Disclosure requirements in IFRS Standards
Disclosure requirements in IFRS Standards

The International Accounting Standards Board (“IASB”) issued an Exposure Draft: Disclosure Requirements in IFRS Standards – A Pilot Approach on 25 March 2021 to gather public feedback on the IASB’s proposed approach to address the long-outstanding challenges surrounding the disclosure of information in the financial statements.

The primary users of the financial statements often struggle to find useful information specific to the entity, beyond the checklist compliance kind of disclosure. Often time, information disclosed in the financial statements is either too little, too much (information included are irrelevant) or information not disclosed effectively (mere compliance, boilerplate and less entity specific to meet the disclosure objectives). As such, the IASB has issued this exposure draft with the aim to address these concerns.

About the proposed guidance to disclosure requirements in IFRS Standards

The exposure draft aims at informing the stakeholders on the proposed guidance (or guiding principle) to be taken by the IASB in developing and drafting disclosure requirements in individual IFRS standards in the future. To test the proposed guidance, the IASB uses two standards – IFRS 13 Fair Value Measurement and IAS 19 Employee Benefits as the pilot standards on how the disclosure requirements in these 2 standards will look like using the proposed guidance and as for the area of improvement of the proposed guidance. For the purpose of this article, we will not discuss further the proposed changes made to the two standards.

The proposed guidance discusses three types of disclosure objectives which are:

  1. Overall disclosure objectives;
  2. Specific disclosure objectives; and
  3. Items of information to meet specific disclosure objectives.
Relationship between overall disclosure objectives and specific disclosure objectives
Relationship between overall disclosure objectives and specific disclosure objectives

The three types of disclosures objectives above are explained further below.

In achieving the intended outcome of the approach, the Board intends to:

  1. Use the prescriptive language “shall” to denotes mandatory disclosure objectives that entities need to comply; and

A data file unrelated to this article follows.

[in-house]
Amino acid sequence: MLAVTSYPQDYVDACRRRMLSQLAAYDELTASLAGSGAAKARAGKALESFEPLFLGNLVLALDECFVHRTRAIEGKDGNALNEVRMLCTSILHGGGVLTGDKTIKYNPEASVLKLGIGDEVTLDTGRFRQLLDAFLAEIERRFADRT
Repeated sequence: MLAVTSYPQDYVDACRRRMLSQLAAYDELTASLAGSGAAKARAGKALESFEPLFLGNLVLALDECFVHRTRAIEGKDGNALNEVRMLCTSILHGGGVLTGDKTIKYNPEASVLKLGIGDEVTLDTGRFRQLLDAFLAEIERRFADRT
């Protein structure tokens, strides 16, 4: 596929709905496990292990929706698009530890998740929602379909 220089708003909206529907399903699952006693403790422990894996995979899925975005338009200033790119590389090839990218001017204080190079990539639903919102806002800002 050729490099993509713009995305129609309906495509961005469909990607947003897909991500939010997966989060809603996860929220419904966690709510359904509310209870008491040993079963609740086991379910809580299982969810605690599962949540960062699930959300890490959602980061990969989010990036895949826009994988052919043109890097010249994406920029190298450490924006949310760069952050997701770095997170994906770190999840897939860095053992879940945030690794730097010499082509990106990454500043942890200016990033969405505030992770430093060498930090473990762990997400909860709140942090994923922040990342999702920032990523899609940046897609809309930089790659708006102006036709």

2. Use of less prescriptive language when referring to items of information – specifically to state “while not mandatory, the following information may enable an entity to meet the disclosure objectives”.

The Board also does not intend to make any reference to materiality as materiality should always be the overarching concept when entities apply the standards – the standards do not apply to immaterial information, including disclosure requirements. We have covered the discussion on materiality in 10 key takeaways on the Practice Statement 2, Making Materiality Judgements.

The overall disclosure objectives

The ‘overall disclosure objectives’ describe the overall information needs of the users of the financial statements. Entities must assess whether the notes included in the financial statements to achieve specific disclosure objectives meet the overall user information needs. If they are not, entities consider additional information to be disclosed in order to meet the overall disclosure objectives. This means additional disclosures are required beyond the information required by the specific disclosure objectives.

Specific disclosure objectives

Specific disclosure objectives outline the detailed information needs of the users of the financial statements. To comply with the specific disclosure objectives, entities will need to disclose all material information that is required to achieve or meet the specific disclosure objectives. Entities are expected to apply professional judgement effectively in order to decide what information and whether the information provided is sufficient to meet detailed user information needs. The Board proposed to include explanatory paragraph(s) to explain what and how the information provided will help users of the financial statements – for example, it helps users to perform a particular analysis, assessment or evaluation. In doing this, IASB will also strike a balance for entities to disclose entity-specific information with the information needed for comparison across entities. This is consistent with the very fundamental objective of the financial reporting framework which is to allow users to compare the performance of one entity to another. We have covered this fundamental in Objectives and users of the general purpose financial statements.

Items of information to meet specific disclosure objectives

This reflects the list of items of information that entities may, or is required to disclose to meet the specific disclosure objectives. What the IASB intends to do is to link every item of information in the disclosure section to the specific disclosure objectives. This aims at assisting entities to make the judgement effectively about whether the information is material and needs to be disclosed, including how to satisfy the specific disclosure objectives. Where particular information is always needed or required by the users, the Board will first develop a disclosure objective that is specific enough to make clear what information would satisfy the objective. However, if such an approach is not possible, the IASB will use the prescriptive language to require disclosure of a particular item of information and explain why the item is essential in the Basis of Conclusions.

The Exposure Draft: Disclosure Requirements in IFRS Standards – A Pilot Approach is open for public comments until 21 October 2021. The exposure draft also illustrates how the proposed guidance is applied in IFRS 13 and IAS 19. While we provide more updates to you, in the meantime, you can read various related articles in the Financial Accounting section.

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